I am not embarrassed to say that I always wanted to be a superhero. Whenever a video game comes out that allows me to exercise my fantasy, I have to play it. Unfortunately, the love children of comic books and video games tends to be pretty mediocre. However, every once in a while, a Spider-Man 2 or a Batman: Arkham Asylum arrives and proves quality superhero video games can be made. Going into Activision’s exclusive media hall at E3, I was hoping that X-Men: Destiny would be added to the list of great ones. Sadly, it does not look like that will happen. Here’s why:
Doug Herder, producer for X-Men: Destiny, introduced us to a slightly different homo-superior universe than the one currently published by Marvel Entertainment. Professor Xavier is dead and the current class of mutants that once called Winchester, New York their home now head to San Francisco to start anew. From this point, the player will choose one of three new mutants—Aimi, Adrian, or Grant—as their main character. Although we were not able to really experience much of the plot, Mike Carey, of current X-Men: Legacy fame—is penning the main plot, which gives a lot of potential to the story. Getting an actual comic writer to tell their stories is always a step in the right direction.
The most interesting gameplay feature will definitely be the X-Gene system. After pummeling enough enemies or upon discovery of a level up token, you will be able to upgrade your powers and gain access to new moves. Although this leveling mechanic is used in almost every action-adventure RPG, there is a second aspect to the system that brings some potential. Seemingly aware that three characters really does not give players a lot of room for customization, Activision included a gaming mechanic that lets you change your look and powers to make them your mutant tailor-made to your play style. You will be able to add up to three X-Genes from the cast of characters you encounter. I saw Surge, Juggernaut, Gambit, and few more recognizable names in the list. Moreover, if you can combine all three X-Genes from one mutant and wear their accompanying fan suit, you will get an even bigger power boost. We saw Aimi using Quicksilver’s fan suit and his three power traits to run circles around enemies. This mode definitely gives fans more choice as they develop a mutant that better reflects themselves.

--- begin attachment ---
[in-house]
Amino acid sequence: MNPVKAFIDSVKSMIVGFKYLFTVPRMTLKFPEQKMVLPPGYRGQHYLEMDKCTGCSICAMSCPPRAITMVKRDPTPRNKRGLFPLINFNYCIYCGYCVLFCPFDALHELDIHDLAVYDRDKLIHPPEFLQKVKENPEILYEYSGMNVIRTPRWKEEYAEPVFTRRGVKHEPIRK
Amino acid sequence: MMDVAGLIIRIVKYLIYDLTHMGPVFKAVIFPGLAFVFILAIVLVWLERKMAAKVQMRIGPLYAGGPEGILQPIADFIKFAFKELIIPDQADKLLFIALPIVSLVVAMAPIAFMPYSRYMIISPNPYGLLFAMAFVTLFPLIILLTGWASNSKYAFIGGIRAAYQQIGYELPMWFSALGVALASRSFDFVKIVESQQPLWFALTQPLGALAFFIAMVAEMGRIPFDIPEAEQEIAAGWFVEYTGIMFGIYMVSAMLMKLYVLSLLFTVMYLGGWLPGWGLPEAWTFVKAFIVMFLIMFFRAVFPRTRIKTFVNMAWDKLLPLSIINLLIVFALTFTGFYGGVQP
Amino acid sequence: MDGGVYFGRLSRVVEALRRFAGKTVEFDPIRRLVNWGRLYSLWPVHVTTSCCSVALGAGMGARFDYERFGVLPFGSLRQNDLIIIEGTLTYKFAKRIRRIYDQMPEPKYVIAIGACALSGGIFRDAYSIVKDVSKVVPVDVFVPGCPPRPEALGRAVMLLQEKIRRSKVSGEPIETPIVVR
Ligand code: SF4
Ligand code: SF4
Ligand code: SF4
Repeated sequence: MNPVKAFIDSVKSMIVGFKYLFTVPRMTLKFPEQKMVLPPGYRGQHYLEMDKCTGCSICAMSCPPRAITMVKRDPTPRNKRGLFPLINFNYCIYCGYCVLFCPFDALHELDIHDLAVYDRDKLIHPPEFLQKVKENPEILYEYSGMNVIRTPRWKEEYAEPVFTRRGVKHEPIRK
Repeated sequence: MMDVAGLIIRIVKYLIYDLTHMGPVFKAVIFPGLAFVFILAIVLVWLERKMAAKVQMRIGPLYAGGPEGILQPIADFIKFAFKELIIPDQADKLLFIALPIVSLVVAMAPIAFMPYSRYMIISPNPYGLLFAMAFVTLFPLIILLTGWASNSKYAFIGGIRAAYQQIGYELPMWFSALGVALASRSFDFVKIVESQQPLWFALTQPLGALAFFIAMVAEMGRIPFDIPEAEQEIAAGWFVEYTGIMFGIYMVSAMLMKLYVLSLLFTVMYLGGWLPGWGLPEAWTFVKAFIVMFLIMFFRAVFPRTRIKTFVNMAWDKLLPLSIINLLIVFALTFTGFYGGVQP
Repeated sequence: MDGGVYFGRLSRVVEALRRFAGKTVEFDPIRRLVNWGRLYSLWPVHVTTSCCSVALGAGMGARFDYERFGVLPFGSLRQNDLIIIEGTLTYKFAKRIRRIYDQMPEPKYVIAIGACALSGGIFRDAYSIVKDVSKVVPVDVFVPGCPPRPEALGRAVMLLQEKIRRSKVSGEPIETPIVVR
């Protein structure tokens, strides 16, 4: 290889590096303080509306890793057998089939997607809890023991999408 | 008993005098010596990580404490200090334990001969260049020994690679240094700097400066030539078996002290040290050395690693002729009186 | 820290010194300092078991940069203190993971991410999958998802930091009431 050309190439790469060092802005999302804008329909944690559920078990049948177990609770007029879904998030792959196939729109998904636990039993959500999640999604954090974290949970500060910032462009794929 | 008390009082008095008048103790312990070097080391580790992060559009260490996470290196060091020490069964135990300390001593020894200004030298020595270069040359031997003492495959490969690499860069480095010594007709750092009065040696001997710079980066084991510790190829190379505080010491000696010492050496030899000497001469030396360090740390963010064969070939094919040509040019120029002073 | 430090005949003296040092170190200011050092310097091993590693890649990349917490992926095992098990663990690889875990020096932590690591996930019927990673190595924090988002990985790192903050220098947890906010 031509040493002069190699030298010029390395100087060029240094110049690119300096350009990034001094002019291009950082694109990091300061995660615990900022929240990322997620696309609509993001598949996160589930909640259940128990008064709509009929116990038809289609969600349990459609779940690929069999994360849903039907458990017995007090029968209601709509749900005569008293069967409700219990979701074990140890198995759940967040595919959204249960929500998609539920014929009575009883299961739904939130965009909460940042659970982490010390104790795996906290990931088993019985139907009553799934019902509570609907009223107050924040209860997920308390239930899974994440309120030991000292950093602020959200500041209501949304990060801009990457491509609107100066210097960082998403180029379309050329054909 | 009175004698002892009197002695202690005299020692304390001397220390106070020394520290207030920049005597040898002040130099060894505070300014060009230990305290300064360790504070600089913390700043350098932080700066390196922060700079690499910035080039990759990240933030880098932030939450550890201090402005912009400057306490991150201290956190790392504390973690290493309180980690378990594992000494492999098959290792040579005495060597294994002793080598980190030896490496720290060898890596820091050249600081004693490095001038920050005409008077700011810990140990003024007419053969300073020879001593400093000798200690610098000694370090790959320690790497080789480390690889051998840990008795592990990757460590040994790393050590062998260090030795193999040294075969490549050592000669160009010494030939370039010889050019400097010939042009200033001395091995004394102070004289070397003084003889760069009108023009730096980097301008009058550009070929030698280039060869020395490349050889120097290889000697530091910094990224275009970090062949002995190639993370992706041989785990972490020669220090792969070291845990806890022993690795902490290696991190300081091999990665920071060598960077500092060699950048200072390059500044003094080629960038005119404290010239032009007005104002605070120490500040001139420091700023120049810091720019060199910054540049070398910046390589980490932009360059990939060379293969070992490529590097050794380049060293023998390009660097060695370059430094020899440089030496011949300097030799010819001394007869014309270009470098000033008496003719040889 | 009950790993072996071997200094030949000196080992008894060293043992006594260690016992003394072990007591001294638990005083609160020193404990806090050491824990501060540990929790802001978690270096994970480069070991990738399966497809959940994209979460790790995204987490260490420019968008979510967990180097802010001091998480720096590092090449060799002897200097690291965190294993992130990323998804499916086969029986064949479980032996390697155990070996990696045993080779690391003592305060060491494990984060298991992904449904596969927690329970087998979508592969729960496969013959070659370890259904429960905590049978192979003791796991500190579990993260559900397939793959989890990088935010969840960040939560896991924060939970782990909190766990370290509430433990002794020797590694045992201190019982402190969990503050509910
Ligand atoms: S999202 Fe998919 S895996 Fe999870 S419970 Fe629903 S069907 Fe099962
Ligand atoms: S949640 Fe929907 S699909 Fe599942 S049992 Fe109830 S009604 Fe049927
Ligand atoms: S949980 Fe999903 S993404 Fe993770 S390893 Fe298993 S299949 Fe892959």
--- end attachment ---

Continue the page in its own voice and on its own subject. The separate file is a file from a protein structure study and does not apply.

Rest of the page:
Throughout the presentation, Herder’s main emphasis was that choices will affect your experience. However, when I pressed him if there would be more than one ending, he only said there will be “multiple choices and paths that lead you to different outcomes”. Unfortunately, that did not actually answer my question. What I believe will happen is that your decisions will determine whether you initially side with the Brotherhood or X-Men in your fight against the Purifiers. In the end, however, there will be a certain moment in the storyline that forces both mutant sides to align against their mutual human antagonist. This will give your character—boy or girl, Brotherhood or X-Men—the same ending no matter what your choices were before this inevitable climax.